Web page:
As inflation continues to hold above the monetary policy committee’s (MPC) tolerance band and deposit rates fall nonetheless, savers are being given the short shrift. August was the tenth straight month of negative real returns from fixed deposits (FDs). The trend may persist longer as banks, including State Bank of India (SBI), have cut rates even in September.
The return on a one-year retail term deposit with SBI adjusted for tax and inflation stood at -3.12% in August. A one-year deposit with the country’s largest lender earned interest at the rate of 5.1%, which works out to a 3.57% effective yield, assuming a tax rate of 30%. The headline consumer inflation rate of 6.69% resulted in a negative return for the depositor. SBI has again reduced the interest rate on September 10 on one-year term deposits to 4.9% and this could hit returns further.
In a report dated July 31, SBI’s research wing had said that negative real interest rates are likely to become the new norm. This will be a result of household savings continuing to rise in India despite lower rates on deposits. It is important to keep real rates negative at present as it could have a “sobering” effect on asset quality, the report added.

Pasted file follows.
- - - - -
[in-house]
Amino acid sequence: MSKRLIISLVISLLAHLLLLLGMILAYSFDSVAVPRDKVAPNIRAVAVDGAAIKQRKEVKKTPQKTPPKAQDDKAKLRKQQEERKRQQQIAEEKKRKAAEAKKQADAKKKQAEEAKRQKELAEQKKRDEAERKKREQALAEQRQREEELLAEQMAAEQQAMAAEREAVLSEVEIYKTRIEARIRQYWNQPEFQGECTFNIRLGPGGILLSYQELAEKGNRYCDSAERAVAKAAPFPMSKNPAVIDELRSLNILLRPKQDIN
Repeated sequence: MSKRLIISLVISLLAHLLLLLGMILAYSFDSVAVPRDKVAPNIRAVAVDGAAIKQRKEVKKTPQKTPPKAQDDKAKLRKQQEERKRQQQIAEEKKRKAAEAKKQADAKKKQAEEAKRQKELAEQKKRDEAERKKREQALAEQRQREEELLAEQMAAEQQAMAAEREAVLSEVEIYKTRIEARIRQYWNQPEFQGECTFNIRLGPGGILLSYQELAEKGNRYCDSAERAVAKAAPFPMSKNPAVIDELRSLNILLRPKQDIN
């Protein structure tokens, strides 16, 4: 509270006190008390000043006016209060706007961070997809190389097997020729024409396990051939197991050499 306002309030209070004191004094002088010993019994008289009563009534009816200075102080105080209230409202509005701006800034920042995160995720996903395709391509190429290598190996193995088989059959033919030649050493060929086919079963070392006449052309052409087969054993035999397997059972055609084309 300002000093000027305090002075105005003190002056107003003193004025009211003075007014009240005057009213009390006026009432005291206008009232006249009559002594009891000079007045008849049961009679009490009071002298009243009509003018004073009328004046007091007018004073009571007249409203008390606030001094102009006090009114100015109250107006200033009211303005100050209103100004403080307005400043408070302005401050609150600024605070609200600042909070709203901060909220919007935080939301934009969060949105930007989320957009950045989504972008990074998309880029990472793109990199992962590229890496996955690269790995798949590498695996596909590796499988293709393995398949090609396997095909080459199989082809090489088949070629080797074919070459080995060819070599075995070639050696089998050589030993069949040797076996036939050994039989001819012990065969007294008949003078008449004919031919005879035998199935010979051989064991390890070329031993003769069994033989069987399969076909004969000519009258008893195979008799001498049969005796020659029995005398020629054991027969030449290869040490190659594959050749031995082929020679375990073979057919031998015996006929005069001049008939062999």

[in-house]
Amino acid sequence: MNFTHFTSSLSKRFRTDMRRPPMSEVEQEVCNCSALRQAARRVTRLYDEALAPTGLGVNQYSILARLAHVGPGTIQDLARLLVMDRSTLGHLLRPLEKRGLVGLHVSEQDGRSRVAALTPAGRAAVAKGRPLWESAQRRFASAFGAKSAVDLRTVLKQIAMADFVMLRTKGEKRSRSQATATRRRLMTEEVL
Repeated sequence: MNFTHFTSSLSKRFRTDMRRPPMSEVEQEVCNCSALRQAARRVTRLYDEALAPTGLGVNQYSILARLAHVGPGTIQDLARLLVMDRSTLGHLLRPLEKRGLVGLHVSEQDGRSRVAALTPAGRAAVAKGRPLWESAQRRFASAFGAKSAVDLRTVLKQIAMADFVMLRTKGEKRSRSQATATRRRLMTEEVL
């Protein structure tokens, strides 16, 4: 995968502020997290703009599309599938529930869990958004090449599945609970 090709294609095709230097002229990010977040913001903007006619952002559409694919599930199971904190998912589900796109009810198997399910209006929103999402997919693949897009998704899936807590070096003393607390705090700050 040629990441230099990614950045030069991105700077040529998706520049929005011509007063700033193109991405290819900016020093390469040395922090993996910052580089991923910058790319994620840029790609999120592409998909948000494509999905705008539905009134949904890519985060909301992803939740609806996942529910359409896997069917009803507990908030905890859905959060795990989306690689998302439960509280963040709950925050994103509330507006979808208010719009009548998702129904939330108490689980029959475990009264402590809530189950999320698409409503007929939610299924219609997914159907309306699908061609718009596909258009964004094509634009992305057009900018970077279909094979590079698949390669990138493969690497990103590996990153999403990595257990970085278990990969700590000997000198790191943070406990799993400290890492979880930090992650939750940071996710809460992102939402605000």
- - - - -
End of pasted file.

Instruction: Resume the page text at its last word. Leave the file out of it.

“..it is largely believed that positive real interest rates act as an enabler of household savings if the substitution effect, in which saving increases as consumption is postponed to the future, dominates the wealth effect in which savers increase current consumption at the expense of saving. Paradoxically, in the current context, people are increasing their savings even as we are facing negative real interest rate as people are saving money as a precautionary motive,” the SBI report said.
It added that the incremental small savings deposits have significantly slowed down as a percentage of incremental deposits with scheduled commercial banks (SCBs) in the current fiscal, with people parking more money in liquid bank deposits rather than locking them in financial savings. According to data released by the Reserve Bank of India (RBI), deposits with banks stood at Rs 140.80 lakh crore as on August 14, up 11.04% year-on-year (y-o-y).
Banks are lowering deposit rates in order to protect margins at a time when the system is flooded with liquidity. Loan growth is limited and much of the money with banks is flowing into low-yielding government securities, with the current level of statutory liquidity ratio (SLR) being 29%. The liquidity surplus in the banking system for the fortnight ended August 14 stood at Rs 3.27 lakh crore, according to Care Ratings. “Additionally, the banking system liquidity is expected to remain in a surplus position aided by sustained growth in bank deposits as against slower growth in the bank credit off-take,” the rating agency said.